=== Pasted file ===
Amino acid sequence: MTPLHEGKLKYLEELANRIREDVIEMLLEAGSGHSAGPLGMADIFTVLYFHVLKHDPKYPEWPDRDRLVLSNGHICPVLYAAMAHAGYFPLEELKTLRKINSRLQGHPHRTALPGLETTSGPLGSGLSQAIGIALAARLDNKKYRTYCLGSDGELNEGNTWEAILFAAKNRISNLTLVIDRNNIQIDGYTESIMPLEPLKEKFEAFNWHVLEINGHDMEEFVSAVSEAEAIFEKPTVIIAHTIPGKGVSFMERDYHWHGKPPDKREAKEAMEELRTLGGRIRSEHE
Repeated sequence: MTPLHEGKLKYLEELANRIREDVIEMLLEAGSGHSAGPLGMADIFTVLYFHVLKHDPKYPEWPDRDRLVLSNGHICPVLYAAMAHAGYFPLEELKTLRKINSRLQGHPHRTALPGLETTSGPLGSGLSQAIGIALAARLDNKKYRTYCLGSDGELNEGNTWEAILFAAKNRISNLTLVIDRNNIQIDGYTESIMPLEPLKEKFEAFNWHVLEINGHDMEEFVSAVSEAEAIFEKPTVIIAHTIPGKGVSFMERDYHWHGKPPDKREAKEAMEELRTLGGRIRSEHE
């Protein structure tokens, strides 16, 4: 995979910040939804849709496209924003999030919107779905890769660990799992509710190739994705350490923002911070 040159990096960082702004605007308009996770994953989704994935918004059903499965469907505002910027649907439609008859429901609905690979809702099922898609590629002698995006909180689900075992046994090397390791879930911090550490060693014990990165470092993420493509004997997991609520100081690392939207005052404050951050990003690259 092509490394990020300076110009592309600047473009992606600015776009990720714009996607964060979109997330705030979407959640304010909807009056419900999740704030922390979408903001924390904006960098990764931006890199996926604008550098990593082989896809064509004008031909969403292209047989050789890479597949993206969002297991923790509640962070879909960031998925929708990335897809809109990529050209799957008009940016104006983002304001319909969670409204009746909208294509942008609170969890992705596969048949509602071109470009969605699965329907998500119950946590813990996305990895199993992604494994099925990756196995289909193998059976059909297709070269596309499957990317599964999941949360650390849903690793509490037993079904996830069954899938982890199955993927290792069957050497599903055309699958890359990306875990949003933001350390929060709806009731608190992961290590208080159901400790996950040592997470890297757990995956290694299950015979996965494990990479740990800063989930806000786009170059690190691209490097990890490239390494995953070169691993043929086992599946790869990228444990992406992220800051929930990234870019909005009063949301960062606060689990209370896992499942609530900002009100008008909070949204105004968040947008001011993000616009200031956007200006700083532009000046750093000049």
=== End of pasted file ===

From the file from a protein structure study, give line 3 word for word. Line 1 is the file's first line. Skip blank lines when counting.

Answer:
């Protein structure tokens, strides 16, 4: 995979910040939804849709496209924003999030919107779905890769660990799992509710190739994705350490923002911070 040159990096960082702004605007308009996770994953989704994935918004059903499965469907505002910027649907439609008859429901609905690979809702099922898609590629002698995006909180689900075992046994090397390791879930911090550490060693014990990165470092993420493509004997997991609520100081690392939207005052404050951050990003690259 092509490394990020300076110009592309600047473009992606600015776009990720714009996607964060979109997330705030979407959640304010909807009056419900999740704030922390979408903001924390904006960098990764931006890199996926604008550098990593082989896809064509004008031909969403292209047989050789890479597949993206969002297991923790509640962070879909960031998925929708990335897809809109990529050209799957008009940016104006983002304001319909969670409204009746909208294509942008609170969890992705596969048949509602071109470009969605699965329907998500119950946590813990996305990895199993992604494994099925990756196995289909193998059976059909297709070269596309499957990317599964999941949360650390849903690793509490037993079904996830069954899938982890199955993927290792069957050497599903055309699958890359990306875990949003933001350390929060709806009731608190992961290590208080159901400790996950040592997470890297757990995956290694299950015979996965494990990479740990800063989930806000786009170059690190691209490097990890490239390494995953070169691993043929086992599946790869990228444990992406992220800051929930990234870019909005009063949301960062606060689990209370896992499942609530900002009100008008909070949204105004968040947008001011993000616009200031956007200006700083532009000046750093000049």